If zoning can reduce the value of a particular piece of property, then how could the lack of zoning produce the same result?
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A lack of zoning can reduce the value of a certain piece of property by creating a situation in which that piece of property ends up being next to some sort of land use that reduces the value of the property.
Let us say that you have built a house on a certain lot that is surrounded at this point by vacant land. If there were zoning ordinances, that land around you would probably also be zoned for single-family residential use. At the very least, you would know what the zoning was and what sorts of land uses could end up next door to you.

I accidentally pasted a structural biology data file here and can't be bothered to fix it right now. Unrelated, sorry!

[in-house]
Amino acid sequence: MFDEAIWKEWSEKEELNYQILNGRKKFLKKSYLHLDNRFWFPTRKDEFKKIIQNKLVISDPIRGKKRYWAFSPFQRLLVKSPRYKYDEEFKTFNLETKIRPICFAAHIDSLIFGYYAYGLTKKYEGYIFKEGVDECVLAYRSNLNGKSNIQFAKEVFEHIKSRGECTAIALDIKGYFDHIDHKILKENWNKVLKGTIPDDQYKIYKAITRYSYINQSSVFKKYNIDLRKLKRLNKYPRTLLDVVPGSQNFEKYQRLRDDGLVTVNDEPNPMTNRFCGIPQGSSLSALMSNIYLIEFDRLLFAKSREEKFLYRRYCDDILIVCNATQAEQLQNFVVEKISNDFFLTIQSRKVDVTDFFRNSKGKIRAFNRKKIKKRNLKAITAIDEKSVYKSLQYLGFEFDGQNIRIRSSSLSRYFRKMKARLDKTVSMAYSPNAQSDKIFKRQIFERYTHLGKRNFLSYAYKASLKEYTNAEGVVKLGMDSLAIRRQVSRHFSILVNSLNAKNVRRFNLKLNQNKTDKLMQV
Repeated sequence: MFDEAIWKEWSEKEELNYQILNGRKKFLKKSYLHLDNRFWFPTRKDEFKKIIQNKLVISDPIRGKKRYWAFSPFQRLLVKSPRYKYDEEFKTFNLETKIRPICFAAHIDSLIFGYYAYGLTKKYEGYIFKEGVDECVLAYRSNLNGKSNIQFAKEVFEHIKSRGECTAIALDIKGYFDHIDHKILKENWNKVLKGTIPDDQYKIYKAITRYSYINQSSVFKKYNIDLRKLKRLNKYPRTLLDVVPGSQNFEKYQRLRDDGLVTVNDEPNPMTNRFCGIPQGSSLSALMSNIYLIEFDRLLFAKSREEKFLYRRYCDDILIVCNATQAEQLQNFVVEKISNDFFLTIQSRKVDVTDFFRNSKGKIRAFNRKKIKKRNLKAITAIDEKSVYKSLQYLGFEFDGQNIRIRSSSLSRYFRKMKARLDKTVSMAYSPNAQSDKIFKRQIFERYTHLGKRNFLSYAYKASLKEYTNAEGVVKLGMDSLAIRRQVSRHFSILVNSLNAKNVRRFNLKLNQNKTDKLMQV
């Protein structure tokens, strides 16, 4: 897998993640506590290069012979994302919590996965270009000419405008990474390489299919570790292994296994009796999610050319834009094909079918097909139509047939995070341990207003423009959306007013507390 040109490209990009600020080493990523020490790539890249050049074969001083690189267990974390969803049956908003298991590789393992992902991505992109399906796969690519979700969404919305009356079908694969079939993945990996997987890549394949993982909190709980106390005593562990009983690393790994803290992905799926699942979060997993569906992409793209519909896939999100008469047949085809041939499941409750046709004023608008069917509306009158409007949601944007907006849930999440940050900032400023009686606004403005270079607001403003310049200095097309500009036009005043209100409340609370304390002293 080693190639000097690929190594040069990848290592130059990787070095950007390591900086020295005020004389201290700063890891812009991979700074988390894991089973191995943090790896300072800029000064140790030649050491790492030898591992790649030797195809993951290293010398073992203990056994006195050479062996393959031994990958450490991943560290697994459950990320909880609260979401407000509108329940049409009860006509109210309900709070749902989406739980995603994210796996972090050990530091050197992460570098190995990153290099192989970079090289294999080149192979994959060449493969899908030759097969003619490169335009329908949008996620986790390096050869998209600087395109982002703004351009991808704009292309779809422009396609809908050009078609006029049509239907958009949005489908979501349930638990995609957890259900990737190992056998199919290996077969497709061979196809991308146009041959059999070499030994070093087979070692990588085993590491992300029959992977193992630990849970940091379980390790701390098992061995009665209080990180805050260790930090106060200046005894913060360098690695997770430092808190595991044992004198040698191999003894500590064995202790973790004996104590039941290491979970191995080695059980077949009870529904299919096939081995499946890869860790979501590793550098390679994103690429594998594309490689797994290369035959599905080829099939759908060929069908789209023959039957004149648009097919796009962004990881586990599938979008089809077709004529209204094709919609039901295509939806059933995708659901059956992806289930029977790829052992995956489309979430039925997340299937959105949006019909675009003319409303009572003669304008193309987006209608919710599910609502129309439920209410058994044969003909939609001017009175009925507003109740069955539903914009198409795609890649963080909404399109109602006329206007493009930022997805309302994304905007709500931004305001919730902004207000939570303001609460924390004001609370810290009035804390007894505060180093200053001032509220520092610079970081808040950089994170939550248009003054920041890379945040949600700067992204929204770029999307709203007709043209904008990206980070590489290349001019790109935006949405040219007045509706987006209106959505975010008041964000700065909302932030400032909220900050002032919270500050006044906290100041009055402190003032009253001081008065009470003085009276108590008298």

But now imagine that there is no zoning in your town. That means that anyone who buys the land next to yours can do whatever they want with it. They can put a feed lot with a large number of cows there. They could have a slaughterhouse next door to you. They could, if there is enough land, build a Wal-Mart. Any of those uses of the land could reduce your property value because other people are not likely to want to live near those sorts of things.
In short, zoning ordinances protect your property value by ensuring that only certain kinds of uses can be made of the land next to yours.
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